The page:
Antimicrobial resistant infections are at a crisis point, posing a massive threat to human health with an anticipated annual mortality of 10 million people by 2050. Antimicrobial peptides (AMPs) are a promising solution to treat drug resistant infections, with the highly competitive ecosystem of the rumen microbiome being a fruitful resource for mining AMPs. In this study, we aimed to improve the stability of a known rumen AMP with great therapeutic potential, Lynronne-1. This AMP is efficacious against topical skin infections of Methicillin resistant Staphylococcus aureus but has no activity in systemic infections when administered intravenously due to degradation by peptidases. To overcome this hurdle and improve its use intravenously, we substituted the L isoforms N and C terminal amino acid residues to d-isoforms, thereby increasing the stability of the peptide in the presence of trypsin by three-fold. The activity of the modified peptide, named Lynronne-1D against S. aureus was subsequently investigated. Lynronne-1D retained its antimicrobial activity with an MIC of 8 µg ml−1 against S. aureus and improved MICs (>4 fold) in Gram-negative bacteria strains. The peptide had rapid and potent bactericidal activity causing a ≥6 log c.f.u./ml reduction in viable S. aureus cells within 30 min of treatment. It induced membrane permeabilization within 5 min and successfully prevented biofilm formation by S. aureus cells. Lynronne-1D was also non-cytotoxic to mammalian blood cells. The improved properties of Lynronne-1D over the original peptide makes it a promising therapeutic agent for the treatment of systemic infections of S. aureus.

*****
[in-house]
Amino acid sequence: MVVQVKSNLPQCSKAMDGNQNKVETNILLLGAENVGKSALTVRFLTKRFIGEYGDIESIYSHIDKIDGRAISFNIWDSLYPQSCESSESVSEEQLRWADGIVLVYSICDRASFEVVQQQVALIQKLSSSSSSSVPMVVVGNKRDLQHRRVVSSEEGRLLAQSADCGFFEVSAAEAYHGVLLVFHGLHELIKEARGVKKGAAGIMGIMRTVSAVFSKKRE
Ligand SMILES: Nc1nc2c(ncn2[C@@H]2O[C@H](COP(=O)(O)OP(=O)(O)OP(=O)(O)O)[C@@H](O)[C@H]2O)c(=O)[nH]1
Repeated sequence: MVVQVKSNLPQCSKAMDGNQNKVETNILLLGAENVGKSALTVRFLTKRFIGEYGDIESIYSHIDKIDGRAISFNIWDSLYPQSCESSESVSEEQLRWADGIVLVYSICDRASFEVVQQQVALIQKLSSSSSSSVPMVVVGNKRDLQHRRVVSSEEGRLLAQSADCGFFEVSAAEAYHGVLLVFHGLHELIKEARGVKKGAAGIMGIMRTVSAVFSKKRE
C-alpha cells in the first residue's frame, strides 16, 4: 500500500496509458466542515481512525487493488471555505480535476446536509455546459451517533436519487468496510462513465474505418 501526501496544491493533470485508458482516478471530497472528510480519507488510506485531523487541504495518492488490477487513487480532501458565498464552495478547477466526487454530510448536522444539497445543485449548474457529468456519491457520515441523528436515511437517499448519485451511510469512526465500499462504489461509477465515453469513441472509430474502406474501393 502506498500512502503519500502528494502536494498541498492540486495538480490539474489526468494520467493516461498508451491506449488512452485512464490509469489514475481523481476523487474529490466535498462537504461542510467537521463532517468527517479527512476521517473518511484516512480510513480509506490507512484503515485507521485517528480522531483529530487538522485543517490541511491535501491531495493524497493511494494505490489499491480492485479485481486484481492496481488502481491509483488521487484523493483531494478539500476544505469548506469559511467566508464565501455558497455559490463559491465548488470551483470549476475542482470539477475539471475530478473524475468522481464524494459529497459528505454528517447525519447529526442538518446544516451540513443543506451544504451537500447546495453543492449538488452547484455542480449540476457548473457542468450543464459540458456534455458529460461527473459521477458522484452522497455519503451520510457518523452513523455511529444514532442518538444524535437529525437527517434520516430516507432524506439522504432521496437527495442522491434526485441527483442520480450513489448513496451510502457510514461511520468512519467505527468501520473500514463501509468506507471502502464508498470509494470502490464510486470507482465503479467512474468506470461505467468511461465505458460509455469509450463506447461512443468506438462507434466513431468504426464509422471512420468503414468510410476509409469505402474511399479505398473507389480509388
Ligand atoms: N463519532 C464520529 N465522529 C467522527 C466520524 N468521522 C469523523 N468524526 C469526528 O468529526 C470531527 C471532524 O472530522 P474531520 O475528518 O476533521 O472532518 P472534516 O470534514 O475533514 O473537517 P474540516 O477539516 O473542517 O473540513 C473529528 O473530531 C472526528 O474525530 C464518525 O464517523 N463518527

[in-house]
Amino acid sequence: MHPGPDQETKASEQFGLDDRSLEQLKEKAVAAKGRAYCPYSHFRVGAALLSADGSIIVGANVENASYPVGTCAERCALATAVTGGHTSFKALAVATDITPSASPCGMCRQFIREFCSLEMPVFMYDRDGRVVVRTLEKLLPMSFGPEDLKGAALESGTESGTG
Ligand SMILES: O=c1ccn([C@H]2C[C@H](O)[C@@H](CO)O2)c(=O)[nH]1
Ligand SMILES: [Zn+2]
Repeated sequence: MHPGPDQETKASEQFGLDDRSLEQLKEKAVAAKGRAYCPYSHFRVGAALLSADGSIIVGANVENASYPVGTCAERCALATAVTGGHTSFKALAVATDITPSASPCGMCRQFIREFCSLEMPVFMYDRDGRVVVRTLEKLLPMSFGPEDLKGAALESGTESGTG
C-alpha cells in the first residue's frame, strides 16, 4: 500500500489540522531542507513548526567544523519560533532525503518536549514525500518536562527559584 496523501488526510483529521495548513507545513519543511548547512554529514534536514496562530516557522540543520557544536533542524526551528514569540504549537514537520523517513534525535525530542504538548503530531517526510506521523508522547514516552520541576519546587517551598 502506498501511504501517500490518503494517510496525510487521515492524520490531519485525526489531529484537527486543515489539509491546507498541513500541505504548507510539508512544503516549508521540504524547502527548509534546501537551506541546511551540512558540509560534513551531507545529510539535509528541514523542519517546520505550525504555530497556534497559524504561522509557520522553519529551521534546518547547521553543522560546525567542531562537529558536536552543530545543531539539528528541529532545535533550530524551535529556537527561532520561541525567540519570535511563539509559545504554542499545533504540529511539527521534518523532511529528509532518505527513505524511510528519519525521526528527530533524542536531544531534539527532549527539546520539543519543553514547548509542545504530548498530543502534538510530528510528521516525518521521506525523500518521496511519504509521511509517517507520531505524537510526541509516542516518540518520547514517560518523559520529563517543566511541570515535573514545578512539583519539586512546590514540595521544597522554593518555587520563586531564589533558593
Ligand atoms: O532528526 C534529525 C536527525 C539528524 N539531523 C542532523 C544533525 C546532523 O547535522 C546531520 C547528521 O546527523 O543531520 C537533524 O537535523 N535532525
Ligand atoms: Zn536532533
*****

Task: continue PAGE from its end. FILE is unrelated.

FingerprintDive into the research topics of 'Investigating the efficacy and improved stability against Staphylococcus aureus of Lynronne-1D, a modified rumen microbiome derived antimicrobial peptide'. Together they form a unique fingerprint.
Lawther, K., Jul 2023
Supervisor: Huws, S. (Supervisor) & Morrison, S. (Supervisor)
Student thesis: Doctoral Thesis › Doctor of Philosophy